I find you never know what you're writing until it's scrawled out in front of you. Here's what had appeared on my page when the timer beeped.

He looked at the jar on the top shelf, slightly hidden by the jam.

“Go on,” I said. “Pick it up.”

He reached up and nudged the jar aside.

“Bet you wished you'd eaten your greens,” I said, trying to be funny.

“Actually, it's protein that makes you grow. Dairy and meat. Greens have nothing to do with it.”

I looked at the floor for a second. “Okay...”

Bob said he'd find it funny. I hoped he was right.

His fingers reached the rim of the giant jar. It made a noise as it moved slightly, pushing the jam aside. It was blue and opaque, with no lid.


The jam jar slipped off, shattering on the cans on the shelf below, firing red goo in all directions. The blue tub followed, scattering peanuts over the shelf and over him. He made a spitting noise, like he was choking.

“I'm allergic to peanuts, you dick!”

“I didn't know! It was Bob's idea!”

Well fuck you, and fuck him too, I thought.

Sunday, 12 December 2010


“You can have my answer now if you'd like. My offer is this. Nothing.”
-Michael Corleone (Al Pacino), Godfather Part II

Bit of a non-blog this month. Still decorating. Taking forever. Help needed. People in the Oldham area- get in touch with me. Part time employers should also give me a heads-up as I need a second job. Outgoings are more than incomings, and I'm hardly going out at all. Ridiculous. Agencies I’ve been to can’t help me because I already work at the start of the week. Looking for stuff at the end of the week is impossible.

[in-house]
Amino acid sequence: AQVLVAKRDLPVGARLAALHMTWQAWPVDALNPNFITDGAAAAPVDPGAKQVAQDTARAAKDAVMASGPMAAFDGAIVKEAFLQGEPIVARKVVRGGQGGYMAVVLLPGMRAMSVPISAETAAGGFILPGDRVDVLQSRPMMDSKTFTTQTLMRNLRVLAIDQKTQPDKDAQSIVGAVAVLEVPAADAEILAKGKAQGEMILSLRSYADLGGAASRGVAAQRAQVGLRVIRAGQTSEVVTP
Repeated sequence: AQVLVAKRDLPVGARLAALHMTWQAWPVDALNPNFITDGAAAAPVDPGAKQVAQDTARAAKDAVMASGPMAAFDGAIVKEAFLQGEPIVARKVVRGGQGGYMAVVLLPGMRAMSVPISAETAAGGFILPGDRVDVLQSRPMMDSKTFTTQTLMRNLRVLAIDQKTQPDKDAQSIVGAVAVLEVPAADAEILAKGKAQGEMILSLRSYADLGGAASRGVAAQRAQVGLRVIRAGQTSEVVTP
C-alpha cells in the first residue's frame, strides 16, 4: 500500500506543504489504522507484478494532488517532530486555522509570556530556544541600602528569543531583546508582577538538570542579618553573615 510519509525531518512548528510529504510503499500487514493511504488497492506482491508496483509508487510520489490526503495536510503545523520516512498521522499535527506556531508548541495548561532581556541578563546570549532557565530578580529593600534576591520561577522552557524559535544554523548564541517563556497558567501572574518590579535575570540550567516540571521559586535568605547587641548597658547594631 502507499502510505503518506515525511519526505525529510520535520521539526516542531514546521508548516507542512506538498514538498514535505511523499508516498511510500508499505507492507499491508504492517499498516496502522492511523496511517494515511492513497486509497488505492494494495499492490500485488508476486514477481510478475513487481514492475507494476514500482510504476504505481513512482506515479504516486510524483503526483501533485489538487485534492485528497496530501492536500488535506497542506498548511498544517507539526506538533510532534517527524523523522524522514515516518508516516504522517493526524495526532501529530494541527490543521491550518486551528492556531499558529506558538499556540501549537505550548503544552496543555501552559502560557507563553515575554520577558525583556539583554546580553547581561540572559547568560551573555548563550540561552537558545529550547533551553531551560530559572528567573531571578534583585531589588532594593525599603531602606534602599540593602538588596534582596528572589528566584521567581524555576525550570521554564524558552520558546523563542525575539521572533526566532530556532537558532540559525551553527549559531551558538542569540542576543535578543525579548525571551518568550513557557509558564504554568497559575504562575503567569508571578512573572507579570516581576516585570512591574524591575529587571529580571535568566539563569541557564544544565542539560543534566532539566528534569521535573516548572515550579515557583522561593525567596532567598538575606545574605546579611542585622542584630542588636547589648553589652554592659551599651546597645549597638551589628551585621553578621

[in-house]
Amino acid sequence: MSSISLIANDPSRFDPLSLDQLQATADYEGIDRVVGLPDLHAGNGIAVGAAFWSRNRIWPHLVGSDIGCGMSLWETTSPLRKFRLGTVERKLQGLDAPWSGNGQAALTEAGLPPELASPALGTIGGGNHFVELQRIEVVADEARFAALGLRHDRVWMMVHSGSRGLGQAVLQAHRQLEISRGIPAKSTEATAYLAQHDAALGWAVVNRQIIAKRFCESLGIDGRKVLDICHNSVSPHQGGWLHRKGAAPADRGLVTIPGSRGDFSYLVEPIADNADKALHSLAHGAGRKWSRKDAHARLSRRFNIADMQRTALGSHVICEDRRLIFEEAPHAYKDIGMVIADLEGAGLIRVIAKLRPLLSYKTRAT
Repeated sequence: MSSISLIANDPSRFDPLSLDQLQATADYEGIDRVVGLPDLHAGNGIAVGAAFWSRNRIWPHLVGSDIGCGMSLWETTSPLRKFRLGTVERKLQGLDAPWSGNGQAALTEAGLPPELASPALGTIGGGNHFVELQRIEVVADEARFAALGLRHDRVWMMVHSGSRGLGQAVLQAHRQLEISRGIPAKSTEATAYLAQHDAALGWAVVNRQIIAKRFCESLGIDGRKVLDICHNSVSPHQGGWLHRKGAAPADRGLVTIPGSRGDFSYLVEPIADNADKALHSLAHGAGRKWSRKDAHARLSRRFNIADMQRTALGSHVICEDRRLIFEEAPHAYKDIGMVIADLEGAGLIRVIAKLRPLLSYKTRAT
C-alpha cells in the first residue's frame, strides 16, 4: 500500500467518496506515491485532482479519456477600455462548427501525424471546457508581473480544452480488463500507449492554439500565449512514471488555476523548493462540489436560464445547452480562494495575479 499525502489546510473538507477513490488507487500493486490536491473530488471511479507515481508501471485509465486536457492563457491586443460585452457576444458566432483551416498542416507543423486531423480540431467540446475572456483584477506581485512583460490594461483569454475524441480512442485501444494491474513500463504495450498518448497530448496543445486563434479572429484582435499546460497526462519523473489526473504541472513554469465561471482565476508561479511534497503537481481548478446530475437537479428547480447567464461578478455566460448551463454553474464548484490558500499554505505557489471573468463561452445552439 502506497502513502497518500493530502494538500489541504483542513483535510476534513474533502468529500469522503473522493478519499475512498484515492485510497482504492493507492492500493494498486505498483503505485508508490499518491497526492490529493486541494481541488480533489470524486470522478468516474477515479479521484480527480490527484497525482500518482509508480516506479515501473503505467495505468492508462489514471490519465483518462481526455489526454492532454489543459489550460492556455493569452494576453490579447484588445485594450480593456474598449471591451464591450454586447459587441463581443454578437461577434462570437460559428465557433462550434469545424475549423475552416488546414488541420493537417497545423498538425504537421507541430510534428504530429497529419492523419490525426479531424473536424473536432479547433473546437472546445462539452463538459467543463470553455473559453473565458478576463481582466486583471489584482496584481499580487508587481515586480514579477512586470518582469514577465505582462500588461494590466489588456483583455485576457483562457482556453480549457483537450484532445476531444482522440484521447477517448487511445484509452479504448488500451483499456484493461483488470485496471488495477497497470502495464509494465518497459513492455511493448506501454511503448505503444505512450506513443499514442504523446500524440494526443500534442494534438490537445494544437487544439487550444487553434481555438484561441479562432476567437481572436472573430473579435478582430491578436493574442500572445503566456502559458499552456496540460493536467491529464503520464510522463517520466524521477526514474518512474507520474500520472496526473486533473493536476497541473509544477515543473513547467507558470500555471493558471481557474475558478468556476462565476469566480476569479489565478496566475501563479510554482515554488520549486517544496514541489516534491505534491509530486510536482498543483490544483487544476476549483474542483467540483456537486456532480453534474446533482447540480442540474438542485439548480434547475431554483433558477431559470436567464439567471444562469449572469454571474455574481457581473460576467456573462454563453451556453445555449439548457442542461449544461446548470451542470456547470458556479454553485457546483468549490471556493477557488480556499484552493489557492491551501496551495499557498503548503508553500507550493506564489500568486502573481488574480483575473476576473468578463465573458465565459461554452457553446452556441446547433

“Well... We shot a lot of people together. It's been great. But today I retire, so if I do any shooting now, it'll have to be within the confines of my own home. Hopefully, an intruder and not an in-law, like at my bachelor party.”
-Frank Drebin (Leslie Neilson), Naked Gun 33+ 1/3

RIP Leslie Neilson. Total Film magazine may have described you as “The King of Crap”, and your final few films may have been horrendous, but in the eighties and nineties you proved that you were a comedy legend. You will be greatly missed.
I’m also still looking for guest bloggers. If you fancy getting involved and joining Caleb J Ross and Lynn Myint-Maung, follow this link.

It never hurts to spread your work around. After all, as Vito would say...

“Do me this favour. I won't forget it. Ask your friends in the neighbourhood about me. They'll tell you I know how to return a favour.”
          -Vito Corleone (Robert DeNiro), Godfather Part II

Saturday, 11 December 2010

How to Drink Whisky Like a Man

Fri 12th November

“I'm a simple man. All I want is enough sleep for two normal men, enough whisky for three, and enough women for four.”
-Joel Rosenberg, Author

We're around the back of the Natwest in Lees, where there’s a row of nondescript terraced houses. Ollie knocks on a door. The five of us, we wait.